The Sri Lanka attacks show how Isis is moving east to recruit members

Sri Lanka isn’t the only country under the threat of Isis fighters. Reports have emerged that militant gangs, potentially linked to the terror group, are taking control in the Rohingya camps in Bangladesh – and we’ve seen similar action in the Philippines 

Attacks on Sri Lankan churches during Easter celebrations rocked the news last week. Churches were desecrated to rubble and the pictures of agonising worshippers bled across media platforms. Residents across the country were shocked and terrified by reports and internet communications were limited.

Intelligence officials found possible links between suspected attackers and a Sri Lankan group who pledged their allegiance to the Islamic State. Isis’s own media reports revealed it claimed responsibility for the attacks. While the group lost its “caliphate” territory in Iraq and Syria last month, there are still fighters scattered globally looking for retaliation, mostly in the east. The group also claimed attacks in Saudi Arabia and Afghanistan on the same day.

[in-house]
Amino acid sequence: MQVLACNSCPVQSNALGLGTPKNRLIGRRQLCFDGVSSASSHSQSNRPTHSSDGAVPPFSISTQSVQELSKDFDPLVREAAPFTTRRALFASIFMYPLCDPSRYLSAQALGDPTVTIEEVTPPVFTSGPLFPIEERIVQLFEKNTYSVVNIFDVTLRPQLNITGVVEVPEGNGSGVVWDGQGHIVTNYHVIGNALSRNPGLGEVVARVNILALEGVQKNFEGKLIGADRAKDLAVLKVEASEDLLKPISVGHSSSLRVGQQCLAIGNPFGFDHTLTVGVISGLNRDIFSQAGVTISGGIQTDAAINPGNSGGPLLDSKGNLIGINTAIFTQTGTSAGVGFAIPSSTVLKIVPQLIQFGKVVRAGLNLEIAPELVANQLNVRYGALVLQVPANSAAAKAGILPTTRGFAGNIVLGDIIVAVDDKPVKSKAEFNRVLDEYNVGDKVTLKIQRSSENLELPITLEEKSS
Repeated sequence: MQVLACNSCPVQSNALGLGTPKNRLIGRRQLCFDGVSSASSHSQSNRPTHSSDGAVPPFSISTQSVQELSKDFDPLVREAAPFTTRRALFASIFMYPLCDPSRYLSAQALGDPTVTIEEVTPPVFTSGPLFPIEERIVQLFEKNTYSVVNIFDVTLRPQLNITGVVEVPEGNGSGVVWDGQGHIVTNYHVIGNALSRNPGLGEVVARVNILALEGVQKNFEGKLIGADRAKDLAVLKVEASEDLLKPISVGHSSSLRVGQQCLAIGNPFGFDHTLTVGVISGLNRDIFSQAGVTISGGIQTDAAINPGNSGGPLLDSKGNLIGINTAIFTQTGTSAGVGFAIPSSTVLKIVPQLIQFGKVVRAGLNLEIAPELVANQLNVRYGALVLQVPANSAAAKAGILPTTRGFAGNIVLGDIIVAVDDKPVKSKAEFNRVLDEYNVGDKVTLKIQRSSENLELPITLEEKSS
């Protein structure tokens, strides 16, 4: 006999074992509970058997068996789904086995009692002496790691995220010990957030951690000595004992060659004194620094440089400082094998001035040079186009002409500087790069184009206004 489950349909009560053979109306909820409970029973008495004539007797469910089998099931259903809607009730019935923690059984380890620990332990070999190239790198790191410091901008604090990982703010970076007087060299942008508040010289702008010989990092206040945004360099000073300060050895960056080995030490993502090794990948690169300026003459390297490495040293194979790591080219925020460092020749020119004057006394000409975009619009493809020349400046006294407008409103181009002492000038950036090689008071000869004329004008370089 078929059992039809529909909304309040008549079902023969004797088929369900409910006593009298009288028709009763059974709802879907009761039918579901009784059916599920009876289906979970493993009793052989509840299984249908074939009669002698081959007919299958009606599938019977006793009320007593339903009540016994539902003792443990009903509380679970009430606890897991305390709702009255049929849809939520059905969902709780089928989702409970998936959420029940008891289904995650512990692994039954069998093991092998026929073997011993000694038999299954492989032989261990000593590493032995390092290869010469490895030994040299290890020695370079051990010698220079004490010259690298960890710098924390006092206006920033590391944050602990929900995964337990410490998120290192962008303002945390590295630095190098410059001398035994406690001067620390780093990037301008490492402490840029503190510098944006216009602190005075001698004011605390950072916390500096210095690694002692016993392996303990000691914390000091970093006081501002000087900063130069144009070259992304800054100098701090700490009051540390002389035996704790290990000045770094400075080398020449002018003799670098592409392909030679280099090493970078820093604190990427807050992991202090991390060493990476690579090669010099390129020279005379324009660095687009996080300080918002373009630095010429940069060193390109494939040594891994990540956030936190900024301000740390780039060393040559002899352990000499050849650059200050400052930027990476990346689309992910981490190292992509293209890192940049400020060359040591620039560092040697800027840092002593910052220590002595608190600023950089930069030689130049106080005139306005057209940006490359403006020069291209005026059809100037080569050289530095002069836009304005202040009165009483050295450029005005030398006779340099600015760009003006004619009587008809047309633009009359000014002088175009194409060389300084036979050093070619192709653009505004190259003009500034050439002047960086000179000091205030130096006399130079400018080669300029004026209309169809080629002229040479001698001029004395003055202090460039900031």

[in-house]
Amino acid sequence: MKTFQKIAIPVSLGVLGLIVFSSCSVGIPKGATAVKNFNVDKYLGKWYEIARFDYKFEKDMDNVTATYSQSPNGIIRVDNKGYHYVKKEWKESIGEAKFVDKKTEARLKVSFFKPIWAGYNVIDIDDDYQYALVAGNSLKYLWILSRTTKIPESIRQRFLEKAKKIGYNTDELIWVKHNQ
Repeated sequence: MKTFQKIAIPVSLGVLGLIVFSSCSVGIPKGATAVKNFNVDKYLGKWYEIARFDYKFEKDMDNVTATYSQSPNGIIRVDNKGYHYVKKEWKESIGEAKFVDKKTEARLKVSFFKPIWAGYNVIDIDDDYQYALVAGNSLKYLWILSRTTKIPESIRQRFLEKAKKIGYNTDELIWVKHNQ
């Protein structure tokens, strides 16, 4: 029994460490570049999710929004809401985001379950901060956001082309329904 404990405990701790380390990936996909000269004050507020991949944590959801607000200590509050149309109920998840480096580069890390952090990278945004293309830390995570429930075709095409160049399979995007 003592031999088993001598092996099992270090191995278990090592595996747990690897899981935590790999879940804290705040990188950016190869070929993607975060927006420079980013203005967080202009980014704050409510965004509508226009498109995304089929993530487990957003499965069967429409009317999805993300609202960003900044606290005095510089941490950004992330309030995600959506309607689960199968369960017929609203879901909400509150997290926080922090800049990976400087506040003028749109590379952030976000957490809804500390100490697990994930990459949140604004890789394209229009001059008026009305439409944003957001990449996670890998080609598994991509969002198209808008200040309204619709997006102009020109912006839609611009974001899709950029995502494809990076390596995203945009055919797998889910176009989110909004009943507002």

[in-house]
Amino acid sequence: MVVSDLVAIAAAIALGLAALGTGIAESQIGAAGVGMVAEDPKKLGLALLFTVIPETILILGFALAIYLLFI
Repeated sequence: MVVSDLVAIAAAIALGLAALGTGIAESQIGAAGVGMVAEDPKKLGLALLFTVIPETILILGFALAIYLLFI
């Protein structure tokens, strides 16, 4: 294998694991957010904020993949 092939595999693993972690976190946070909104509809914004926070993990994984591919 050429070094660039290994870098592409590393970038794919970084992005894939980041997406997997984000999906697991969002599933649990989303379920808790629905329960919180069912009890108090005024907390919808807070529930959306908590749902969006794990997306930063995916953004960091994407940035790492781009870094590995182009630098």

In Sri Lanka, officials admitted some fighters may have returned to the country from Iraq and Syria without being arrested or questioned. Sri Lankans were outraged at the lack of oversight by authorities and Muslim citizens say they warned officials about an extremist Imam three years ago, who was preaching hate in the eastern provinces.

Colombo journalist Munza Mushtaq noted that, weeks before the attacks, a report from “Indian intelligence” warned Sri Lankan officials “churches and tourist hotspots” were possible targets and still “no precautionary measures were taken”.

Mushtaq told The Independent: “Increasing racism and anti-Muslim attacks could have been an important reason why this ugly head of jihadism has raised its head in Sri Lanka.”

more:

https://www.independent.co.uk/voices/sri-lanka-isis-recruits-east-a8889791.html

1 reply

  1. Criminal gangs are a problem in all refugee camps. (nothing to do with religion). In Jordan I met Syrian refugees in a tent outside the camps. They said that they did not feel safe inside the camp. They had several daughters and felt that the camp was not safe for them. Security or security vacuum is a big problem. If one looks only for the ‘religious’ side of things the criminal side might be missed. Take care.

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